Thursday, November 11, 2004

Matthew Shepard Hate Crime Revisited

Shepard, a 21-year-old, met Aaron James McKinney and Russel Arthur Henderson in a bar. After he confided to them that he was gay, they deceived him into leaving with them in their car. He was robbed, brutally beaten, tied to a fence and left to die. McKinney and Henderson also found out his address, intending to burglarize his home. Shepard was discovered 18 hours later, alive and unconscious.

Shepard's injuries were a fracture from the back of his head to the front of his right ear. He also had catastrophic brain stem damage, which affected the body's ability to regulate heartbeat, body temperature, and other vital signs. There were also about 12 small lacerations around the head, face and neck. The injuries were deemed too severe to operate. Shepard never regained consciousness and remained on full life support. He died at 12:53 a.m. on October 12 at Poudre Valley Hospital in Fort Collins, Colorado.

The blood on Shepard's face had been partially washed away by tears, indicating that he had been conscious, for some time, after the beating. He had been pistol-whipped 18 times with a .357-caliber Magnum.

Police apprehended McKinney and Henderson shortly thereafter, finding the bloody gun as well as the victim's shoes and credit card in their truck. The two murderers had attempted to get alibis from their girlfriends.
ABC news plans to reinvestigate the kidnap, torture, and death of Matthew Shepard. After interviews with the two men serving double life sentences, reporters have come to the possible conclusion that it wasn't a gay-bashing murder, but a mugging that went wrong.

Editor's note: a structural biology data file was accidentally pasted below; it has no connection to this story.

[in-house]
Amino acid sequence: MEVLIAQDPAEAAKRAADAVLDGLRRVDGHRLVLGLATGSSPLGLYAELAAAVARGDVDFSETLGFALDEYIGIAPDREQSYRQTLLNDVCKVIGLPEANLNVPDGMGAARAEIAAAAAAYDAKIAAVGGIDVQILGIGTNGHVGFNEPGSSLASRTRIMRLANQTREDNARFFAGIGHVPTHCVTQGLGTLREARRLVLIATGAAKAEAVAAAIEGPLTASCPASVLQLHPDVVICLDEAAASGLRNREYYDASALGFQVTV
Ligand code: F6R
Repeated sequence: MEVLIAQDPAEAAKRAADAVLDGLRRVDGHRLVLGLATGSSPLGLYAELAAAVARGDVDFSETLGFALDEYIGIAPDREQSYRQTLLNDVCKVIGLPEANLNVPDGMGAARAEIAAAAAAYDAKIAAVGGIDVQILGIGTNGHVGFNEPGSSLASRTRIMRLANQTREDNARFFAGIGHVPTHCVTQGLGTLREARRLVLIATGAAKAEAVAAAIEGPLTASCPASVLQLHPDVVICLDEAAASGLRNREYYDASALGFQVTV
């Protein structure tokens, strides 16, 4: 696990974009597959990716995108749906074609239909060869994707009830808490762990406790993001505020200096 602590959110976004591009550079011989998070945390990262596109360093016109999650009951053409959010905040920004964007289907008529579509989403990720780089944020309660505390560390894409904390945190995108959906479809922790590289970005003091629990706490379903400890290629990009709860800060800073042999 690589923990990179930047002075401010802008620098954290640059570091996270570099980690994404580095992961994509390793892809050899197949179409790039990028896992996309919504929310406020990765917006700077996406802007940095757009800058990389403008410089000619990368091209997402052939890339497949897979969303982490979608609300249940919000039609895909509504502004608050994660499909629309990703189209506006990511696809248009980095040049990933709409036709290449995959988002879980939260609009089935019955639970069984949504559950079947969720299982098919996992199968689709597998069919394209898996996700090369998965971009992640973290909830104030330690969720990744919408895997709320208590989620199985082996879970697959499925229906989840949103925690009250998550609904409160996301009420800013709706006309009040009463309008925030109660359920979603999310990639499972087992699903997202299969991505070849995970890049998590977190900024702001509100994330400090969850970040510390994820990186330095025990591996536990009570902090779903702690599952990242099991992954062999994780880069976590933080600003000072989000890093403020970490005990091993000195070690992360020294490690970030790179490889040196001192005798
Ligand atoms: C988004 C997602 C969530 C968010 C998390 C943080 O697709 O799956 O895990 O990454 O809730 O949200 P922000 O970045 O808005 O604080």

But in their first interviews since they were convicted, McKinney and Henderson claim anti-gay bias had nothing to do with the crime.

In a press release promoting the show, ABC promised "surprising revelations, including Laramie's underground world of methamphetamine use that may have contributed to the crime and whether or not Shepard knew his killers."
I am trying to understand why this makes a difference. Yes, I know he was gay and lived the gay lifestyle, but why drag his family and friends through this again? Just to try and prove it wasn't a hate crime? These guys went into a gay bar, pretended to be gay, lured him out, kidnapped him, beat him repeatedly, and left him to die while tied to a fence. If they just wanted to rob somebody, why choose a gay bar? Why did they use the "gay panic defense" if it had nothing to do with his homosexuality? And they were driven to "temporary insanity" because he made sexual advances? They are the ones that went into the bar!

ABC News spokesman Jeffrey Schneider says, "Exploring and re-examining the facts around that murder in a very thoughtful and in-depth way is the very essence of responsible journalism." Oh. So that makes it okay to make them re-live the trauma they experienced in six years ago. Of course it's not to boost ratings.


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